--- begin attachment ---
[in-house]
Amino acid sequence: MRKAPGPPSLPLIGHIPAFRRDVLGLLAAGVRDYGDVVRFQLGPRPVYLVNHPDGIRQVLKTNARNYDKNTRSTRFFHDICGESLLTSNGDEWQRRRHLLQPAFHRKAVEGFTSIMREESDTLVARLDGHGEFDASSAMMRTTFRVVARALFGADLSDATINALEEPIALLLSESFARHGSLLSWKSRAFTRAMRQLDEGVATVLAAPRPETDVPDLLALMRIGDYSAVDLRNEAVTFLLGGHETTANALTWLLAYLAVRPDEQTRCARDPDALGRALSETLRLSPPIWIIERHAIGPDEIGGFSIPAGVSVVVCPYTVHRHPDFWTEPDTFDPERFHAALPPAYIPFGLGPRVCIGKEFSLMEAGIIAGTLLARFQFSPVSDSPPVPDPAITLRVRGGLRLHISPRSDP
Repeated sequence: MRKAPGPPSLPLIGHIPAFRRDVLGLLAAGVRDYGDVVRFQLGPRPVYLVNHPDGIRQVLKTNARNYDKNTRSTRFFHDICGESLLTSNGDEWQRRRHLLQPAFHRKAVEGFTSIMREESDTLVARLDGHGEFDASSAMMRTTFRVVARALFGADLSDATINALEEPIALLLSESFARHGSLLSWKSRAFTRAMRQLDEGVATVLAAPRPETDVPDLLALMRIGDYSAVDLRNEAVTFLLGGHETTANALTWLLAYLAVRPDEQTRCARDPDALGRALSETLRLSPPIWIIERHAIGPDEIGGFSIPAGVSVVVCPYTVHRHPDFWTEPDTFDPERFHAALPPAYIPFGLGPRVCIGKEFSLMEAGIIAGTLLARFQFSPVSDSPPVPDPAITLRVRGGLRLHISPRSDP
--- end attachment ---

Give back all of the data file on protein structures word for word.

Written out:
[in-house]
Amino acid sequence: MRKAPGPPSLPLIGHIPAFRRDVLGLLAAGVRDYGDVVRFQLGPRPVYLVNHPDGIRQVLKTNARNYDKNTRSTRFFHDICGESLLTSNGDEWQRRRHLLQPAFHRKAVEGFTSIMREESDTLVARLDGHGEFDASSAMMRTTFRVVARALFGADLSDATINALEEPIALLLSESFARHGSLLSWKSRAFTRAMRQLDEGVATVLAAPRPETDVPDLLALMRIGDYSAVDLRNEAVTFLLGGHETTANALTWLLAYLAVRPDEQTRCARDPDALGRALSETLRLSPPIWIIERHAIGPDEIGGFSIPAGVSVVVCPYTVHRHPDFWTEPDTFDPERFHAALPPAYIPFGLGPRVCIGKEFSLMEAGIIAGTLLARFQFSPVSDSPPVPDPAITLRVRGGLRLHISPRSDP
Repeated sequence: MRKAPGPPSLPLIGHIPAFRRDVLGLLAAGVRDYGDVVRFQLGPRPVYLVNHPDGIRQVLKTNARNYDKNTRSTRFFHDICGESLLTSNGDEWQRRRHLLQPAFHRKAVEGFTSIMREESDTLVARLDGHGEFDASSAMMRTTFRVVARALFGADLSDATINALEEPIALLLSESFARHGSLLSWKSRAFTRAMRQLDEGVATVLAAPRPETDVPDLLALMRIGDYSAVDLRNEAVTFLLGGHETTANALTWLLAYLAVRPDEQTRCARDPDALGRALSETLRLSPPIWIIERHAIGPDEIGGFSIPAGVSVVVCPYTVHRHPDFWTEPDTFDPERFHAALPPAYIPFGLGPRVCIGKEFSLMEAGIIAGTLLARFQFSPVSDSPPVPDPAITLRVRGGLRLHISPRSDP